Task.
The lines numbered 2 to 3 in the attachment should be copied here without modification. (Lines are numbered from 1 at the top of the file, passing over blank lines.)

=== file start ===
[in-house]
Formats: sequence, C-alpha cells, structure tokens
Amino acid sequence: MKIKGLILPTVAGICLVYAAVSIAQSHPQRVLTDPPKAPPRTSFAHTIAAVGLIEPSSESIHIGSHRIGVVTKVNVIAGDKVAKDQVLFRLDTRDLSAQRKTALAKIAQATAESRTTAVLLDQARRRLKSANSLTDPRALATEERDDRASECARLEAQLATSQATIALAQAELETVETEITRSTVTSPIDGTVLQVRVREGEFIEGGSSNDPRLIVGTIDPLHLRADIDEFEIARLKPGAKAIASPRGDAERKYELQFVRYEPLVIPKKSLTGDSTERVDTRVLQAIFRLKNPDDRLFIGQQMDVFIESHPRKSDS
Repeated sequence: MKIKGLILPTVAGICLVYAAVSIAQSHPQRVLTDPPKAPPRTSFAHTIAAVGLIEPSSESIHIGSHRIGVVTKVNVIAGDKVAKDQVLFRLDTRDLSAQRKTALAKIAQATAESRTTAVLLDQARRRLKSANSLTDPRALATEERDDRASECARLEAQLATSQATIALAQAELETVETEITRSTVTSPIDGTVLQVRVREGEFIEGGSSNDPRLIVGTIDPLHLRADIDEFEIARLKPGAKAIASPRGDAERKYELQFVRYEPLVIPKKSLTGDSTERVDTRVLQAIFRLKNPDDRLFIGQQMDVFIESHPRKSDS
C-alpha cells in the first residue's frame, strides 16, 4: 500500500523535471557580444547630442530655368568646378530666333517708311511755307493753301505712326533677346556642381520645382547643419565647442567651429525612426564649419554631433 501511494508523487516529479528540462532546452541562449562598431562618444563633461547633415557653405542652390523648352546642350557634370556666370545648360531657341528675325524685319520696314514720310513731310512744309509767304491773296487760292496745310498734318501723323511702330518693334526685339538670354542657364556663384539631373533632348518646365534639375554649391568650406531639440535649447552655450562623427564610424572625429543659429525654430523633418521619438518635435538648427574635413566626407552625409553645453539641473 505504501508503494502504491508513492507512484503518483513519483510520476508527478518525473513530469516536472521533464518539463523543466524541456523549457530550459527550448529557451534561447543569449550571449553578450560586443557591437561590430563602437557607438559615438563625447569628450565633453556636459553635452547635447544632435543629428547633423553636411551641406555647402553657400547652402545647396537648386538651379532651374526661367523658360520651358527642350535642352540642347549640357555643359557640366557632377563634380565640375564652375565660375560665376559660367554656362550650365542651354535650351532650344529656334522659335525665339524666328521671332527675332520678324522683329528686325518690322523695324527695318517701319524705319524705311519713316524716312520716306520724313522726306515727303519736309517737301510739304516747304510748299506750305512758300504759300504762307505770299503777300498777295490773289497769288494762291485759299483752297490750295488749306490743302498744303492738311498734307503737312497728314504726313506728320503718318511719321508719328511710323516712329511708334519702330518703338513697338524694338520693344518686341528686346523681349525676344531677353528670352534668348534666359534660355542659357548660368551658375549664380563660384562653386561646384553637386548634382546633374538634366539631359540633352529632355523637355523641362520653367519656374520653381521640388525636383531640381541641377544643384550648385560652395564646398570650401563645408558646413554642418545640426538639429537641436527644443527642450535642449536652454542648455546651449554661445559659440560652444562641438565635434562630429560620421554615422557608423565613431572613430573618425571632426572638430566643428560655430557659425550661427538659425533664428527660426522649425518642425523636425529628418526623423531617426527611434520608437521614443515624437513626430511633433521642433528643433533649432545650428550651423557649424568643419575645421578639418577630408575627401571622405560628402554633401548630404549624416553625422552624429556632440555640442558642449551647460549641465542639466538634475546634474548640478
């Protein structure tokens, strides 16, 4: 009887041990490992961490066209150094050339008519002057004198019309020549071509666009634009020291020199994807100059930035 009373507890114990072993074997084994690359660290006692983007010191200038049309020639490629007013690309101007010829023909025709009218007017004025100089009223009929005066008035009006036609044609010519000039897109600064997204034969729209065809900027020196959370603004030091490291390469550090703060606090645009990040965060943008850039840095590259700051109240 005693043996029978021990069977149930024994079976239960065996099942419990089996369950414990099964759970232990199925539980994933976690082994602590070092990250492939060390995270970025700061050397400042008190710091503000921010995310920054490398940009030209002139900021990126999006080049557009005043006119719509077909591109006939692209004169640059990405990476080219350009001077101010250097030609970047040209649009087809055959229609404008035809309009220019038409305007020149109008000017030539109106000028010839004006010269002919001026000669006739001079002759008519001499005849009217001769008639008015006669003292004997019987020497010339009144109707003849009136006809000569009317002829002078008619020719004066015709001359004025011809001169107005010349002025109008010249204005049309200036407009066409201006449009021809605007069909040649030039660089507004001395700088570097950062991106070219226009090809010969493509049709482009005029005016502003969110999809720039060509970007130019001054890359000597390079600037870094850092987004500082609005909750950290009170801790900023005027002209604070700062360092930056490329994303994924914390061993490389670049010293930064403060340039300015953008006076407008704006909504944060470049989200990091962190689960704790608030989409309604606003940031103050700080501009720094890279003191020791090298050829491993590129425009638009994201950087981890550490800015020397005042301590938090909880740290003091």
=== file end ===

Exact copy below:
Formats: sequence, C-alpha cells, structure tokens
Amino acid sequence: MKIKGLILPTVAGICLVYAAVSIAQSHPQRVLTDPPKAPPRTSFAHTIAAVGLIEPSSESIHIGSHRIGVVTKVNVIAGDKVAKDQVLFRLDTRDLSAQRKTALAKIAQATAESRTTAVLLDQARRRLKSANSLTDPRALATEERDDRASECARLEAQLATSQATIALAQAELETVETEITRSTVTSPIDGTVLQVRVREGEFIEGGSSNDPRLIVGTIDPLHLRADIDEFEIARLKPGAKAIASPRGDAERKYELQFVRYEPLVIPKKSLTGDSTERVDTRVLQAIFRLKNPDDRLFIGQQMDVFIESHPRKSDS